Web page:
Dissident journalist and Washington Post contributor Khashoggi, 58, has been missing since last Tuesday after entering the Saudi consulate to gather documents for marriage. He has not been heard from since October 2, when he entered a Saudi Arabian consulate in Turkey to receive marriage paperwork. Riyadh claims he exited through a back door, the Turks are dubious and the search is on for clues. If Mr. Khashoggi was murdered inside the consulate, it will cast the Saudi regime and its de facto ruler, Crown Prince Mohammed bin Salman, in a new and disturbing light and require a thorough reevaluation of U.S. -Saudi relations. "The consulate officials can not save themselves by simply saying: "He has left".
His Turkish fiancee, Hatice Cengiz, who waited for him outside the consulate, said he never came out of the building. "Hopefully that will sort itself out", the president added.
Turkey said it would search Saudi Arabia's consulate.
Flight records show two Saudi planes arrived at Istanbul's Ataturk airport on Tuesday and departed separately that same day, hours after Khashoggi was last seen.
"Our country's values should be and must be a cornerstone of our foreign policy with foes and allies alike", he said.
Turkish officials said Mr Khashoggi was killed on the premises and his body was then removed.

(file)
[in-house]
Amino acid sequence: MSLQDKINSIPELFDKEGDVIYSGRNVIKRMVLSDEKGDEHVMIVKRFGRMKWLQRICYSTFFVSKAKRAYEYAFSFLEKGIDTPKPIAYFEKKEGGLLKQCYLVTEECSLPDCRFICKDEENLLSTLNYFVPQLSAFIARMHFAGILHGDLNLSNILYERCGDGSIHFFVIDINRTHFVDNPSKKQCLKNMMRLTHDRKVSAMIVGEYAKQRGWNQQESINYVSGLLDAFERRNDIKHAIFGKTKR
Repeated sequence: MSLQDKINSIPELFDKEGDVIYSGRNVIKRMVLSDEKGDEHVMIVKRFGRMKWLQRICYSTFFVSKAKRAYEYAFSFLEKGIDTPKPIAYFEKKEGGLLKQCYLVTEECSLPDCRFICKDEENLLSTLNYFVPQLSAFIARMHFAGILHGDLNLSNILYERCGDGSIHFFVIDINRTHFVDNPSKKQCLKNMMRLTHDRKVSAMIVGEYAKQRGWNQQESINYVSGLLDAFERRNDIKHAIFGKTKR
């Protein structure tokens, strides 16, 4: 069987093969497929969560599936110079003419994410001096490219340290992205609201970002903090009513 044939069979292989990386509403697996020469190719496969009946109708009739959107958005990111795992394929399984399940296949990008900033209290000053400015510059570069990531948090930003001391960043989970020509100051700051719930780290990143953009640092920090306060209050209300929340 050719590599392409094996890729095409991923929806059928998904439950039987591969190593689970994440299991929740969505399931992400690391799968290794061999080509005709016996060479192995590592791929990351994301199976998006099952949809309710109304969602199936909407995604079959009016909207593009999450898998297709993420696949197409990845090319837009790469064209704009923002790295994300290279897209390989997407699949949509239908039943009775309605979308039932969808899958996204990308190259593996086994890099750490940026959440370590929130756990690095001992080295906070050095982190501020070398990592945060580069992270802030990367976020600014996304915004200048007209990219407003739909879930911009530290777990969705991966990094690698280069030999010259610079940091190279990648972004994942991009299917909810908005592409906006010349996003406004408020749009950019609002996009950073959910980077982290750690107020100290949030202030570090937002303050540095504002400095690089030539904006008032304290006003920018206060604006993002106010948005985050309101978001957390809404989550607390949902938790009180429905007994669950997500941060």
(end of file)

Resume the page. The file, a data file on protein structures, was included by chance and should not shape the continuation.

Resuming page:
Britain urged the Saudi government to explain what happened.
The Times report, which cited a senior official in the Ankara government, said Turkish authorities believe Khashoggi was murdered on orders from "the highest levels of the royal court" in Riyadh.
Turkish security forces searched a private Saudi plane on the day that journalist Jamal Khashoggi disappeared, but did not find any trace of him, the Turkish Anadolu agency reported on Tuesday.
A still image taken from CCTV video and obtained by TRT World claims to show Saudi journalist Jamal Khashoggi as he arrives at Saudi Arabia's consulate in Istanbul, Turkey Oct. 2, 2018. It has allowed journalists into the consulate to show Mr Khashoggi is not there, reportedly even opening cupboards. Turkey's Foreign Ministry spokesman Hami Aksoy said the investigation was "continuing intensively".
We're also joined by Medea Benjamin, co-founder of CodePink, who knew Khashoggi and is the author of "Kingdom of the Unjust: Behind the U.S. -Saudi Connection".
That means Turkish police can not enter and search the consulate unless they get permission from the Saudi authorities, which they have now reportedly received.
On Monday, Downing Street said the United Kingdom was "working urgently" to establish the facts behind Mr Khashoggi's disappearance.
The U.N. human rights office said Khashoggi's disappearance is "of serious concern".
Later on Tuesday, the Washington Post reported that US intelligence had intercepted communications of Saudi officials discussing a plan to capture Khashoggi, citing a source familiar with the situation.
Crown Prince Mohammed's brother and the Saudi ambassador to the US, Khaled, has insisted all the reports about his disappearance or death "are completely false and baseless".